In many cases, what is additionally burdening the consensus between the government and the governed under the banner of health policy reasons is the fact that politicians with their restrictive measures are not only encountering the money interests of various categories of working people, but also bourgeois individuals who have taken the necessities of working life as a challenge to be mastered with self-confidence and the compulsion to compete as a personal career opportunity; as a path to success they don’t let anybody interfere in their autonomous shaping of it, and certainly not the political authorities. The state awakens a spirit of contradiction in them that is definitely entirely a product of the rules of procedure it has issued to its society, namely, a result of the self-confident adaptation of the free individual to its raison d'être. With its prophylactic coercive measures, it insults the actors of its own show. But they aren’t consistently intransigent either: after all, the unreasonableness of others, arising from ambition and competitive thinking, can’t be brought to reason except by force – a discovery that reconciles many with the state’s health policy.

The restrictions which the state imposes are particularly sensitive to the social life of its people, and indeed of the whole of its people, where it is not at all a question of money acquisition and career, but rather of enjoyment of life, for which people submit to the necessities of working life in the market economy and for which all this should be worthwhile. The possessors of free will do not like to let themselves be ruled in the small realm of freedom, the bourgeois private sphere, which has its measure and finds its limits in the remaining free time and the money earned. All the less so because this happens all the time anyway, and because private life, which is organized autonomously to the best of their ability, is already quite full with the duties and necessities of life in a capitalist-democratic community. Even the residual free activity that is left over on average largely obeys the non-natural need to recover from and restore oneself for professional and other everyday life. The habits which people have developed for this purpose are disturbed by the state’s covid policy; which means, conversely, that here too the state, with its concern for the fitness of the people’s health, meets with little approval from people who, in their private lives, are products of a system which owes its existence to a legal system based on its monopoly on the use of force. It is here, in the refuge of free self-determination granted by the state, that the need to withdraw the imposed restrictions is most alive; at the same time, a great deal of inventiveness is at work here in circumventing state regulations, but also in making them bearable. And as long as this succeeds – the entertainment industry, which is the most severely affected by the suppression of social contacts, makes the greatest effort here – the inevitable dissatisfaction is limited.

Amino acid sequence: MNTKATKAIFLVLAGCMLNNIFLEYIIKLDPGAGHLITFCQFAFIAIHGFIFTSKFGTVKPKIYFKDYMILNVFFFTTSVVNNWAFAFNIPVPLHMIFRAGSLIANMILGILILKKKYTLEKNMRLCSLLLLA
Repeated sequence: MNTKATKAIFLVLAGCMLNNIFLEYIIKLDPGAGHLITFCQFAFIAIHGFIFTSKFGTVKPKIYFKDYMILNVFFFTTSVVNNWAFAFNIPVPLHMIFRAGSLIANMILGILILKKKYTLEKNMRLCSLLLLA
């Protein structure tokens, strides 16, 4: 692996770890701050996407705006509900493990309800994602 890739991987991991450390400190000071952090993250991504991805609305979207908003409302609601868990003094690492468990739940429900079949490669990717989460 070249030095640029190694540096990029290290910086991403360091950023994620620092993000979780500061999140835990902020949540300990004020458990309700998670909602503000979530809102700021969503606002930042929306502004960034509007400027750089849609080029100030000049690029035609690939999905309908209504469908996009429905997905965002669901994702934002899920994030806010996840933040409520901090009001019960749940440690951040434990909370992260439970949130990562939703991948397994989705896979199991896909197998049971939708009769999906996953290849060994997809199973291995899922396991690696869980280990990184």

The dissatisfaction that accumulates in the private sphere leads to the idea of resistance to state authority, an ideal denunciation of the customary civil obedience where the need for free activity makes a transition with particular determination to the standpoint of the right to undisturbed activity. This transition is so obvious to the bourgeois individual that he or she usually does not make it explicit at all, because he or she does not perceive any difference there – which shows once again that the private individual acts and reacts as a creature of the state’s legal order, i.e. the state authority encounters its own product precisely in the private sphere of its citizens when it awakens a defiant sense of justice there with its epidemic policy measures. It is clear, however, that it remains up to a small radical minority to suspect the state of a violation or even an attack on civil liberties, which the state itself grants and should therefore be held in the highest esteem.


This suspicion has its firm place in the democratic public sphere completely elsewhere. One is familiar with cases in the world of states where measures to protect against epidemics are only a pretext for governments to allow themselves to be empowered to engage in dictatorial practices; where the idea, which is also very attractive to local epidemic control officers, of digitally recording the movements and encounters of infected persons and those at risk of infection – which on balance makes up the total population – and of using the movement profiles for warnings, is misused for the expansion of popular control and oppression. Whether or not such an accusation is justified in individual cases is of less importance; it is certainly suitable for illustrating an already established concept of the enemy ranging from “authoritarian” to “dictatorial regime.” The same goes for the accusation, which is actually a poor match but made very easily, that a government unacceptable to Germany’s democratic guardians of public morals has criminally underestimated the incidence of infection in its country, insidiously concealed it, or both at the same time.

A particularly concerned minority, however, also becomes alarmed with regard to its own nation when it thinks, for example, that the cancellation of church services in corona times endangers religious freedom or that demonstrations would have to be stopped, which is bad, even if no concern is named for which one would have liked to demonstrate at the moment – it is, somehow, a matter of principle. And the more decisively it is concerned, the more the critical statements are shaped by the spirit of responsibility for the community whose previous constitution – despite everything ... – one has become so fond of: whose real bosses are said to have a dilemma between freedom and public health that they could possibly resolve the wrong way around, and reminded that too brisk a move would be bad for them and their democracy and would cost them sympathy. In any case, such concerns for democratic values do not amount to a rejection of the political violence that the democratically governed civil society is clearly in need of, let alone of a society that can’t do without a comprehensive monopoly on the use of force. It’s not even enough to question the concept of public health, which the state cares so intensely about.

In its place, state critics who do not want to be outdone in radicalism accuse the state of doing too little for public health. The yardstick is the silly ideal of a health care system in which the possibility of victims would have to be excluded on principle, even in the event of a new, fairly deadly virus spreading. This is what happens when the will to be ruthlessly critical of the state is combined with the viewpoint of responsibility for doing things better. The longing for a right life in the wrong one does not die from the corona virus either.